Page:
February 09, 2016 - 8:00 PM
PENTICTON - An elderly Alaskan couple driving through British Columbia on their way home from more southern states ran afoul of Canadian law while crossing the 49th parallel in Osoyoos last year, a Penticton judge heard today.
Defence lawyer Ian McAndrews represented James Byron Sumner, 66, and his wife, Janet Louise, on charges stemming from an incident at the Osoyoos border crossing last year.
Crown Prosecutor Ginger Holmes described the circumstances of the May 25, 2015 incident to Judge Richard Hewson in a Penticton courtroom this morning, Feb.9.
The Sumners were travelling back to Alaska from Washington State last May in their truck and travel trailer when they were subject to primary inspection on the Canadian side of the Osoyoos border crossing.
The Sumners admitted to carrying a rifle during the inspection, but also stated they were not carrying any other weapons. The couple were flagged for secondary inspection, however, and border agents found .45 calibre ammunition in the couple’s trailer that did not belong with the long gun.
Further inspection revealed a Taurus .45 handgun in a storage closet in the trailer. Agents also found ammunition for the gun in the trailer.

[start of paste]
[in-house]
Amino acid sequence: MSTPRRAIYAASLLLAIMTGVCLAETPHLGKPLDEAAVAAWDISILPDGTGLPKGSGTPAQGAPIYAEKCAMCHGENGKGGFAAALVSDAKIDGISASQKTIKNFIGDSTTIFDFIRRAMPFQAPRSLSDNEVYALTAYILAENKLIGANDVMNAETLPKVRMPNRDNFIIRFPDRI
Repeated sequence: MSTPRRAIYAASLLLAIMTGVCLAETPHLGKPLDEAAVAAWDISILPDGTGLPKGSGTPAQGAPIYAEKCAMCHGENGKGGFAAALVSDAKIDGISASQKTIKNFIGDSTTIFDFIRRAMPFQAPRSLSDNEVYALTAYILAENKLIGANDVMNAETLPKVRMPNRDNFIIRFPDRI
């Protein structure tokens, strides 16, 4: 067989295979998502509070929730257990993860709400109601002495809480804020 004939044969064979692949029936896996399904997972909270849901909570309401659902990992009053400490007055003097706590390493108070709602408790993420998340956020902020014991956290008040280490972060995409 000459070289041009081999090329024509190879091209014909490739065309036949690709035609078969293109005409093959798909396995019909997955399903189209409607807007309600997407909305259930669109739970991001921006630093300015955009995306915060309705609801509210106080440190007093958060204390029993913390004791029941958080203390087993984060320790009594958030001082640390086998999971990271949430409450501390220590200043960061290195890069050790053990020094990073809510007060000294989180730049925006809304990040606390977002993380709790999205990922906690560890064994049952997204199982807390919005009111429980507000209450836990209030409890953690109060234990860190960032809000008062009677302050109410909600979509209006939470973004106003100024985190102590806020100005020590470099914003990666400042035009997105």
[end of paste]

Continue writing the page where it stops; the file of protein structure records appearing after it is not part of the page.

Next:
The handgun was supposed to have been mailed to Sumner’s Alaskan address from a Wyoming address prior to Sumner’s departure from the U.S., but for reasons unknown, that never happened, border agents were told.
Further inspection of the contents of the unit turned up a holster and a pistol grip.
The Sumners were arrested for smuggling a handgun, amongst other charges. The gun was also a prohibited weapon in Canada due to its barrel length.
The Sumners were also travelling with three dogs, that were placed in kennels by the Sumners at the border while the customs agents carried out their duties. One of the dogs was accidentally released from its kennel, attacking an agent, who shot the dog, wounding its leg.
Both lawyers presented examples of case law in arguing for a sentence of between $3,000- $10,000 for one count of smuggling and one count of unauthorized possession of a firearm.
McAndrews argued his clients already suffered economic hardship as a result of the incident. Their dog was treated by an Osoyoos vet after being shot, and upon arriving home in Alaska, the dog required further treatment that cost $2,000.
In addition, it cost the Sumners $1,440 to get their truck back, and after being excluded from Canada as a result of the charges, it cost an additional $3,500 for ferry passage back to Alaska.
Their trailer, which had to be barged up the coast, cost an additional $9,000.
Judge Hewson noted through the examples of case law a common practise amongst American travellers to inadvertently have a gun in their vehicle, then either forget or overlook it when travelling across the border resulting in a panicked answer when questioned by border agents.
He noted in Sumners' case it was a single weapon where no deliberate attempt had been made to smuggle the weapon into the country. He sentenced James Sumner to a $3,000 fine, a 10-year firearm prohibition and a victim surcharge fee.
Charges against Janet Sumner and a further weapons charge against James Sumner were stayed.
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News from © InfoTel News Ltd, 2016